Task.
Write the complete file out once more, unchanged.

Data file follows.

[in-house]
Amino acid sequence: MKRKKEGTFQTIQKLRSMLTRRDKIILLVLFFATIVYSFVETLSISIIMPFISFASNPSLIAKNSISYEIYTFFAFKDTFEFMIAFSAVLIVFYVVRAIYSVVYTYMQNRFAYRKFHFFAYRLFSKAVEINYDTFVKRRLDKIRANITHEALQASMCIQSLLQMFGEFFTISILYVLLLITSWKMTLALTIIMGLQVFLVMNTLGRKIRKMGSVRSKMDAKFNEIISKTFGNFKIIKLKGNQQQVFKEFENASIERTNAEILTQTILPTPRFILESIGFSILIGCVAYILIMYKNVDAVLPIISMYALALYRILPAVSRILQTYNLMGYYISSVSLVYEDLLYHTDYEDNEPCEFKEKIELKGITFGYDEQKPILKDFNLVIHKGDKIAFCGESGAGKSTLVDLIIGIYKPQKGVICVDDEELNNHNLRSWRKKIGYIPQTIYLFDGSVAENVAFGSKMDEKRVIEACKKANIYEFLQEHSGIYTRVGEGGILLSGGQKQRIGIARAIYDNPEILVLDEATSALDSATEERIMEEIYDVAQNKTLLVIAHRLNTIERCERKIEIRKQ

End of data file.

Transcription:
[in-house]
Amino acid sequence: MKRKKEGTFQTIQKLRSMLTRRDKIILLVLFFATIVYSFVETLSISIIMPFISFASNPSLIAKNSISYEIYTFFAFKDTFEFMIAFSAVLIVFYVVRAIYSVVYTYMQNRFAYRKFHFFAYRLFSKAVEINYDTFVKRRLDKIRANITHEALQASMCIQSLLQMFGEFFTISILYVLLLITSWKMTLALTIIMGLQVFLVMNTLGRKIRKMGSVRSKMDAKFNEIISKTFGNFKIIKLKGNQQQVFKEFENASIERTNAEILTQTILPTPRFILESIGFSILIGCVAYILIMYKNVDAVLPIISMYALALYRILPAVSRILQTYNLMGYYISSVSLVYEDLLYHTDYEDNEPCEFKEKIELKGITFGYDEQKPILKDFNLVIHKGDKIAFCGESGAGKSTLVDLIIGIYKPQKGVICVDDEELNNHNLRSWRKKIGYIPQTIYLFDGSVAENVAFGSKMDEKRVIEACKKANIYEFLQEHSGIYTRVGEGGILLSGGQKQRIGIARAIYDNPEILVLDEATSALDSATEERIMEEIYDVAQNKTLLVIAHRLNTIERCERKIEIRKQ